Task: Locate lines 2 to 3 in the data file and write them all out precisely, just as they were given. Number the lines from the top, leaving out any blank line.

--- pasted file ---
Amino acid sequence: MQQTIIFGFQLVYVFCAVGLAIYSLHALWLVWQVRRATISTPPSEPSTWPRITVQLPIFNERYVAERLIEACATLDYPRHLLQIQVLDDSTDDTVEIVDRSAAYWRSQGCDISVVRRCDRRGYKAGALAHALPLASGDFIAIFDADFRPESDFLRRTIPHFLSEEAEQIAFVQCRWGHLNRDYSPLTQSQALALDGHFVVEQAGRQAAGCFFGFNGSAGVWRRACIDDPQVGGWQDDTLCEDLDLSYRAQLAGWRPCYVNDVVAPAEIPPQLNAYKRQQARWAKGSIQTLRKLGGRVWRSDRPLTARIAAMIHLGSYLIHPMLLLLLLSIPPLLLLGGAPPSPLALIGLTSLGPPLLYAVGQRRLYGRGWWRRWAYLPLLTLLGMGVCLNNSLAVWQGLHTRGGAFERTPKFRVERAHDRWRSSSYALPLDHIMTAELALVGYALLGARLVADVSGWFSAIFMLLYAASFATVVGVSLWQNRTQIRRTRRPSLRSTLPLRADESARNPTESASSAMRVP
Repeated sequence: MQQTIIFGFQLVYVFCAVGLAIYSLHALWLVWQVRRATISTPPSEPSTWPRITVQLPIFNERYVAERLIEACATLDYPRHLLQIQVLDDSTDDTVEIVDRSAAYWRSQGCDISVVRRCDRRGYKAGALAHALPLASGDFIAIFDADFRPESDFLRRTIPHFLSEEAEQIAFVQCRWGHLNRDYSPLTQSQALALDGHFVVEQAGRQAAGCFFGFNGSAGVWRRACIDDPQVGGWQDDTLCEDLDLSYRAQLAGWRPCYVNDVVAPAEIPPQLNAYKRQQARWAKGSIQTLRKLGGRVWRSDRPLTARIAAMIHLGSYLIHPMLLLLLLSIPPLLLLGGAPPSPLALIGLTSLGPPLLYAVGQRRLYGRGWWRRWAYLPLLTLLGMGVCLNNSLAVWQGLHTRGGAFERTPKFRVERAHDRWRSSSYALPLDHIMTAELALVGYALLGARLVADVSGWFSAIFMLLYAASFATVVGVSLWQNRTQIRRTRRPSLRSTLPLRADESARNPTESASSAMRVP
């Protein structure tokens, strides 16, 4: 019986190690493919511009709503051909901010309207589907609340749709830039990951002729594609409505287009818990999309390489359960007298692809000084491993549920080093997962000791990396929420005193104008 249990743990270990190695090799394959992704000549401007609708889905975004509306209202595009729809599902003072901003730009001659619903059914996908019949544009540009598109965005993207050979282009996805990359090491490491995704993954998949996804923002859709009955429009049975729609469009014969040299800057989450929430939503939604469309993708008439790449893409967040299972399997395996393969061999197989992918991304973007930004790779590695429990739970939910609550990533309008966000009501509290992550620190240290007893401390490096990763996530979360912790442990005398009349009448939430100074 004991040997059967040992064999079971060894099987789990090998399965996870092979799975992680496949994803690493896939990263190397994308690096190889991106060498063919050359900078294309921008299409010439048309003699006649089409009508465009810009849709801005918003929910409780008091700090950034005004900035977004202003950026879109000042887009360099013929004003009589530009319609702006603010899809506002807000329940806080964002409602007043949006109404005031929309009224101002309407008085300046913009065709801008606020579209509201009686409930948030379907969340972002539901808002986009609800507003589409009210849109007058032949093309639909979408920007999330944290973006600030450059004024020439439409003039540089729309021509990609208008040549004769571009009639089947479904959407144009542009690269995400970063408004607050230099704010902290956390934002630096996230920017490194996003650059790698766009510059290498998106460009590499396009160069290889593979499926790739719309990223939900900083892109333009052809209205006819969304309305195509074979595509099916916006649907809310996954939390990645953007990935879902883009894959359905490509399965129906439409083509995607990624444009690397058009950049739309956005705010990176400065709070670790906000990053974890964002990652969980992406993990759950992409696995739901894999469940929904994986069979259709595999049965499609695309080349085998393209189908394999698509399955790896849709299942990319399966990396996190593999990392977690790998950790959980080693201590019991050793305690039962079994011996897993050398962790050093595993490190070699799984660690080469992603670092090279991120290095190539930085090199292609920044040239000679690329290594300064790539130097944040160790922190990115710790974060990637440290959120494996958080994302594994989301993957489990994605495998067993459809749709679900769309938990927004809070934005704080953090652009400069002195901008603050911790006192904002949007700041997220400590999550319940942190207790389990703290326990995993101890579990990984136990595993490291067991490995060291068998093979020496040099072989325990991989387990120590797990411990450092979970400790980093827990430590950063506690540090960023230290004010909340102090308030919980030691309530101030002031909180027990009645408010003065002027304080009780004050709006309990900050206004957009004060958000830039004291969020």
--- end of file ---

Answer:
Repeated sequence: MQQTIIFGFQLVYVFCAVGLAIYSLHALWLVWQVRRATISTPPSEPSTWPRITVQLPIFNERYVAERLIEACATLDYPRHLLQIQVLDDSTDDTVEIVDRSAAYWRSQGCDISVVRRCDRRGYKAGALAHALPLASGDFIAIFDADFRPESDFLRRTIPHFLSEEAEQIAFVQCRWGHLNRDYSPLTQSQALALDGHFVVEQAGRQAAGCFFGFNGSAGVWRRACIDDPQVGGWQDDTLCEDLDLSYRAQLAGWRPCYVNDVVAPAEIPPQLNAYKRQQARWAKGSIQTLRKLGGRVWRSDRPLTARIAAMIHLGSYLIHPMLLLLLLSIPPLLLLGGAPPSPLALIGLTSLGPPLLYAVGQRRLYGRGWWRRWAYLPLLTLLGMGVCLNNSLAVWQGLHTRGGAFERTPKFRVERAHDRWRSSSYALPLDHIMTAELALVGYALLGARLVADVSGWFSAIFMLLYAASFATVVGVSLWQNRTQIRRTRRPSLRSTLPLRADESARNPTESASSAMRVP
């Protein structure tokens, strides 16, 4: 019986190690493919511009709503051909901010309207589907609340749709830039990951002729594609409505287009818990999309390489359960007298692809000084491993549920080093997962000791990396929420005193104008 249990743990270990190695090799394959992704000549401007609708889905975004509306209202595009729809599902003072901003730009001659619903059914996908019949544009540009598109965005993207050979282009996805990359090491490491995704993954998949996804923002859709009955429009049975729609469009014969040299800057989450929430939503939604469309993708008439790449893409967040299972399997395996393969061999197989992918991304973007930004790779590695429990739970939910609550990533309008966000009501509290992550620190240290007893401390490096990763996530979360912790442990005398009349009448939430100074 004991040997059967040992064999079971060894099987789990090998399965996870092979799975992680496949994803690493896939990263190397994308690096190889991106060498063919050359900078294309921008299409010439048309003699006649089409009508465009810009849709801005918003929910409780008091700090950034005004900035977004202003950026879109000042887009360099013929004003009589530009319609702006603010899809506002807000329940806080964002409602007043949006109404005031929309009224101002309407008085300046913009065709801008606020579209509201009686409930948030379907969340972002539901808002986009609800507003589409009210849109007058032949093309639909979408920007999330944290973006600030450059004024020439439409003039540089729309021509990609208008040549004769571009009639089947479904959407144009542009690269995400970063408004607050230099704010902290956390934002630096996230920017490194996003650059790698766009510059290498998106460009590499396009160069290889593979499926790739719309990223939900900083892109333009052809209205006819969304309305195509074979595509099916916006649907809310996954939390990645953007990935879902883009894959359905490509399965129906439409083509995607990624444009690397058009950049739309956005705010990176400065709070670790906000990053974890964002990652969980992406993990759950992409696995739901894999469940929904994986069979259709595999049965499609695309080349085998393209189908394999698509399955790896849709299942990319399966990396996190593999990392977690790998950790959980080693201590019991050793305690039962079994011996897993050398962790050093595993490190070699799984660690080469992603670092090279991120290095190539930085090199292609920044040239000679690329290594300064790539130097944040160790922190990115710790974060990637440290959120494996958080994302594994989301993957489990994605495998067993459809749709679900769309938990927004809070934005704080953090652009400069002195901008603050911790006192904002949007700041997220400590999550319940942190207790389990703290326990995993101890579990990984136990595993490291067991490995060291068998093979020496040099072989325990991989387990120590797990411990450092979970400790980093827990430590950063506690540090960023230290004010909340102090308030919980030691309530101030002031909180027990009645408010003065002027304080009780004050709006309990900050206004957009004060958000830039004291969020």